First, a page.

Photos: Ancient Cat Remains Tell the Tale of Kitty Domestication

Wild to tame cats

Cat mummy

(Image credit: Copyright Wim van Neer)

Neolithic farmers in Anatolia (modern-day Turkey) domesticated cats about 10,000 years ago to keep vermin at bay. Cats were so useful, farmers took them to Europe as far back as 4400 B.C., and the cats quickly spread as sailors and other rodent haters took them around the ancient world.

However, it wasn't until the Middle Ages that a recessive gene mutation linked with tabby cat markings appeared. This mutation showed up first in the Near East and then spread throughout Europe and Africa. In addition, it wasn't until the 19th century that humans began breeding cats to have fancy fur coat patterns. This indicates that early cat domestication focused on behavioral traits rather than aesthetic ones, the researchers said.

"This suggests that for a very long time, cats have not been subject to strong selection through breeding," said study co-senior researcher Eva-Maria Geigl, a research director at the French National Center for Scientific Research. "The present-day breeds, in particular the fancy breeds, are mostly a modern 'invention' from the 19th century." [Read the Full Story on Cat Domestication]

Archaeological evidence

Digging for cat remains

(Image credit: Copyright Hierakonpolis Expedition)

The earliest evidence of cat domestication is from Anatolia, but the ancient Egyptians also domesticated cats. It's unclear if Anatolia cats and the Egyptian cats are from the same, or different, lineages.

Here, study co-author Wim Van Neer, a professor of bioarchaeology at the Royal Belgian Institute of Natural Sciences, digs up 6,000-year-old cat remains in Hierakonpolis, Egypt. However, the researchers did not include any cats from Hierakonpolis in the analysis.

Egyptian murals

Egyptian cat fresco

(Image credit: Copyright Thierry Grange)

The Egyptian tomb-chapel of Nebamun, dating to about 1250 B.C., is on display at the British Museum. Notice the cat's stripes, which are reminiscent of a wildcat's markings.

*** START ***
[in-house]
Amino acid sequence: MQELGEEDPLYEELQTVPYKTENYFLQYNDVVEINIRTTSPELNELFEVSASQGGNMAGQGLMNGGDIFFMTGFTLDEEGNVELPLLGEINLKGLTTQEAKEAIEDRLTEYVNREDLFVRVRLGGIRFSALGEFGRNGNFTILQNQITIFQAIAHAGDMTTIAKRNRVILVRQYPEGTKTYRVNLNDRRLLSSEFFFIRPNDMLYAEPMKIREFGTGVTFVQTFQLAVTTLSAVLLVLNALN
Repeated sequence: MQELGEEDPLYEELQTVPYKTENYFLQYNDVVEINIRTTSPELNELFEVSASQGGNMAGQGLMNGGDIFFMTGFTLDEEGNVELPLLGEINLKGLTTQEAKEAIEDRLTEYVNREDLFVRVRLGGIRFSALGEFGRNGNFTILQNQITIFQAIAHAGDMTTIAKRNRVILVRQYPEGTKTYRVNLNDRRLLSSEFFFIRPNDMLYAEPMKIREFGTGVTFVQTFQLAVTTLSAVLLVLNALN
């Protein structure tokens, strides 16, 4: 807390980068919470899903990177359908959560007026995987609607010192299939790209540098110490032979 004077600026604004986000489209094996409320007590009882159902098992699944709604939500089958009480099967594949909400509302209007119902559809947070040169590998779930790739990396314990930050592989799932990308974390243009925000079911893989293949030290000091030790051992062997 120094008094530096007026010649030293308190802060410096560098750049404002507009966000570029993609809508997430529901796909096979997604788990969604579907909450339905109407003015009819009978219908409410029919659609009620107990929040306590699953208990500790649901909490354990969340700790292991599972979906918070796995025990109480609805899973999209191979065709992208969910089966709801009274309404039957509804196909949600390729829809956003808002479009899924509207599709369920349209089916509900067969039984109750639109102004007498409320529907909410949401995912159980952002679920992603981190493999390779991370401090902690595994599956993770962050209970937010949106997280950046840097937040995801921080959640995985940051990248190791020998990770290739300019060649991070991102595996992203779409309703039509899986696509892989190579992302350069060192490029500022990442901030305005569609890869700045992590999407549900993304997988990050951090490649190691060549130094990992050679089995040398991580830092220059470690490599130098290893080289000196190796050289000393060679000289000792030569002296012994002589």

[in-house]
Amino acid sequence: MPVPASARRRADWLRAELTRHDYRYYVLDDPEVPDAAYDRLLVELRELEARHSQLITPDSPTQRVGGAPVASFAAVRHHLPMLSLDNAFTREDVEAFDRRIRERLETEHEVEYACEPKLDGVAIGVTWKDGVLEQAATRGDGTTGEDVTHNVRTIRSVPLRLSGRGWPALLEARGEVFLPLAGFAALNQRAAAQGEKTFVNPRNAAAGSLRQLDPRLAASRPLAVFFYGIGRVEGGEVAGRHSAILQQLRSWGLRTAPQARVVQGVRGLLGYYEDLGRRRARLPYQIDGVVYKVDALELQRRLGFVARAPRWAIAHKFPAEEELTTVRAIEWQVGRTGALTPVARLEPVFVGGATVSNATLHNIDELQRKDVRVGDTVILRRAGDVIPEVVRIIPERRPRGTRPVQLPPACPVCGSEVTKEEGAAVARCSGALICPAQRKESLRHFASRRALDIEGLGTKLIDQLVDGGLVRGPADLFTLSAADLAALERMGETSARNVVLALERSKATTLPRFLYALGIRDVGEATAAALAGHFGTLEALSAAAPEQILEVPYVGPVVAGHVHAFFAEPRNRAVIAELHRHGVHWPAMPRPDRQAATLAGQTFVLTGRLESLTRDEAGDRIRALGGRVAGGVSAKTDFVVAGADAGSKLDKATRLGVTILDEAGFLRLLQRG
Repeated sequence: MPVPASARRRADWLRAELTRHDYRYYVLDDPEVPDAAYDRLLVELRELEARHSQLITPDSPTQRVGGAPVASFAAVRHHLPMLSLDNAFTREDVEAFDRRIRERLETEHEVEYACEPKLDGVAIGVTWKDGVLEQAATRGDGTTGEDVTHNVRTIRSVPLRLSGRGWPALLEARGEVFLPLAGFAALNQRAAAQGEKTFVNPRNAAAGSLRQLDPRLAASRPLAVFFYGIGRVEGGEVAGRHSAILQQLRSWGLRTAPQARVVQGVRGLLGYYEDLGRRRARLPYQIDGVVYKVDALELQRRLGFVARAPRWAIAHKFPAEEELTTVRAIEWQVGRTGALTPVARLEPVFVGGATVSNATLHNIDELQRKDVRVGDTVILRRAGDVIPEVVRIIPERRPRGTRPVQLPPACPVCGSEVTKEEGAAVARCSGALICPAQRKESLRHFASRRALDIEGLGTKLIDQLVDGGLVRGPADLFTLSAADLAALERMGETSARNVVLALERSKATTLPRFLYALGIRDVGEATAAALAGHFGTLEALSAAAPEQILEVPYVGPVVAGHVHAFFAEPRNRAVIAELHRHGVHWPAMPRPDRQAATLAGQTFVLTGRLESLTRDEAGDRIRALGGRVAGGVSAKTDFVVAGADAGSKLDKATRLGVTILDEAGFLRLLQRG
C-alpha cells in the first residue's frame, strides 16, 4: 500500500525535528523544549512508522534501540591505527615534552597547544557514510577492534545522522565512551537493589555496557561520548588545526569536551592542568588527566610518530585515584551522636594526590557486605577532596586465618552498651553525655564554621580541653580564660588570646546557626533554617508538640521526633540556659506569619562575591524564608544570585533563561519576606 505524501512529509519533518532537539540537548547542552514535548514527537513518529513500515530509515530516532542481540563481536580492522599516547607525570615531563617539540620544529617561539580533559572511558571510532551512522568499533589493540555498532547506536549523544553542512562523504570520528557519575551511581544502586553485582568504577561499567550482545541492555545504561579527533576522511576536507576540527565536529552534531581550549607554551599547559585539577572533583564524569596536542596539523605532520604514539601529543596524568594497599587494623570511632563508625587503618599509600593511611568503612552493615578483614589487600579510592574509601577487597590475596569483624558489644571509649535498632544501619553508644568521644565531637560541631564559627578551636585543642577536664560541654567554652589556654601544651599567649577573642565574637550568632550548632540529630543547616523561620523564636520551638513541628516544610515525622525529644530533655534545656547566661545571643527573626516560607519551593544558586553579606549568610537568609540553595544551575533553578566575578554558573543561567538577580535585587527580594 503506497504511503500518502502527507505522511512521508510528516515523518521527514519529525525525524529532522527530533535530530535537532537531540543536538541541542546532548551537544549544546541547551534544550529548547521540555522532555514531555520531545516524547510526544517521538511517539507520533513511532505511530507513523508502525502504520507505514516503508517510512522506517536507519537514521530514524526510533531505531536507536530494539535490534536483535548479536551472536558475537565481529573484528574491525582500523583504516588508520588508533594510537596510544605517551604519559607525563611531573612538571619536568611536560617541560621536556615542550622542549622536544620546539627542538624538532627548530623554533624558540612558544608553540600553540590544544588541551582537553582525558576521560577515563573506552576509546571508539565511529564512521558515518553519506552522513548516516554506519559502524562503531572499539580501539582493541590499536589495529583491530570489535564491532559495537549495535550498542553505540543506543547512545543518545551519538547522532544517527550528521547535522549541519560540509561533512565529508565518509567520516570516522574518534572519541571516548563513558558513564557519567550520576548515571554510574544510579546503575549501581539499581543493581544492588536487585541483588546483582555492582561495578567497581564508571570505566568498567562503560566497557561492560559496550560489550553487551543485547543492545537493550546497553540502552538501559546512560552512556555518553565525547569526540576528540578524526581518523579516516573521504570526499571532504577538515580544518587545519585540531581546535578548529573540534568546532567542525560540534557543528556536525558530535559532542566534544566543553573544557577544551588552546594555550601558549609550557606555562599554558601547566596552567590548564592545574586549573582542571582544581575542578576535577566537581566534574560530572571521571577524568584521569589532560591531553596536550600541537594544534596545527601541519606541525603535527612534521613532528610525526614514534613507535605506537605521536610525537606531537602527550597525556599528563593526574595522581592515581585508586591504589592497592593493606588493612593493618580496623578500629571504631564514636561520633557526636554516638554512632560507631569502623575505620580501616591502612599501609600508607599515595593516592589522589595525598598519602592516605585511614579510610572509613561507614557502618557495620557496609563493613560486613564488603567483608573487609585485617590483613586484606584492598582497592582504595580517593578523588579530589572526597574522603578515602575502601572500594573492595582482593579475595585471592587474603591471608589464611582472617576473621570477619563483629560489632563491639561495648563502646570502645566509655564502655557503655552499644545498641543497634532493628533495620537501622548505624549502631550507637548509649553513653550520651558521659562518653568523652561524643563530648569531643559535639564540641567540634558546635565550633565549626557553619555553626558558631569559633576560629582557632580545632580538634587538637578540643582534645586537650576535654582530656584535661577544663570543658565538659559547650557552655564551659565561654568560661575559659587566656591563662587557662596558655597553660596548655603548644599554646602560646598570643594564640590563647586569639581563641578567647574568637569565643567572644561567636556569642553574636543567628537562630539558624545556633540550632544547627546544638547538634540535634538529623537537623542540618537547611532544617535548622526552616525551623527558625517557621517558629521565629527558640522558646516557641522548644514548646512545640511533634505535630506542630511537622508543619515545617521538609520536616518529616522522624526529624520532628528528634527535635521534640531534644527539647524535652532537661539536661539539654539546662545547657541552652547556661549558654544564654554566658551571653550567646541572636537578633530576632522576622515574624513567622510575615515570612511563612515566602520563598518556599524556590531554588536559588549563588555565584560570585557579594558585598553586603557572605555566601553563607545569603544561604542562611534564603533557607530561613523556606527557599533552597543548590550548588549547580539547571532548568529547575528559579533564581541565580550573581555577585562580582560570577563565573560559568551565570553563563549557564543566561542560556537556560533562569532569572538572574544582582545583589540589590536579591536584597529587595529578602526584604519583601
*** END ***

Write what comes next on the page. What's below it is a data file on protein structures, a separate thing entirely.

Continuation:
Cat close-up

cat remains

(Image credit: Copyright Hierakonpolis Expedition)

One of the 6,000-year-old cat remains uncovered in Hierakonpolis, Egypt. As noted, the researchers did not include any cats from Hierakonpolis in the study. Rather, these cats informed another study that Live Science covered on cat domestication.

Kitty DNA

Egyptian cat skeleton

(Image credit: Copyright Hierakonpolis Expedition)

To study the domestic cat's origins, the researchers extracted ancient DNA from feline bones. These 6,000-year-old cat specimens from Hierakonpolis, Egypt, were not used in the analysis, but the kitty bone and teeth specimens that were included underwent a rigorous analysis.

"Starting from archeological bones and teeth, we powdered a little part of them in a machine that is cooled with liquid nitrogen, extracted DNA from this powder with chemicals, purified the DNA and analyzed it," Geigl told Live Science in an email.

Feline jawbone

Cat jawbone

(Image credit: Copyright Eva-Maria Geigl)

A roughly 2,300-year-old cat mandible from the French Iron Age archeological site of Entzheim-Geispolsheim.

Cat mummies

Cat mummies

(Image credit: Copyright Thierry Grange)

Egyptian cat mummies housed at the British Museum.

Mummy's mysteries

Cat mummy

(Image credit: Copyright Wim van Neer)

Study lead researcher Claudio Ottoni, a paleogeneticist Leuven University in Belgium, examines a cat mummy at the National History Museum in London.

The researchers were unable to analyze the DNA of this particular mummy because wrapped mummies cannot be sampled. Rather, they got samples from deteriorated mummies.

[Read the Full Story on Cat Domestication]

Laura Geggel

Laura is the archaeology and Life's Little Mysteries editor at Live Science. She also reports on general science, including paleontology. Her work has appeared in The New York Times, Scholastic, Popular Science and Spectrum, a site on autism research. She has won multiple awards from the Society of Professional Journalists and the Washington Newspaper Publishers Association for her reporting at a weekly newspaper near Seattle. Laura holds a bachelor's degree in English literature and psychology from Washington University in St. Louis and a master's degree in science writing from NYU.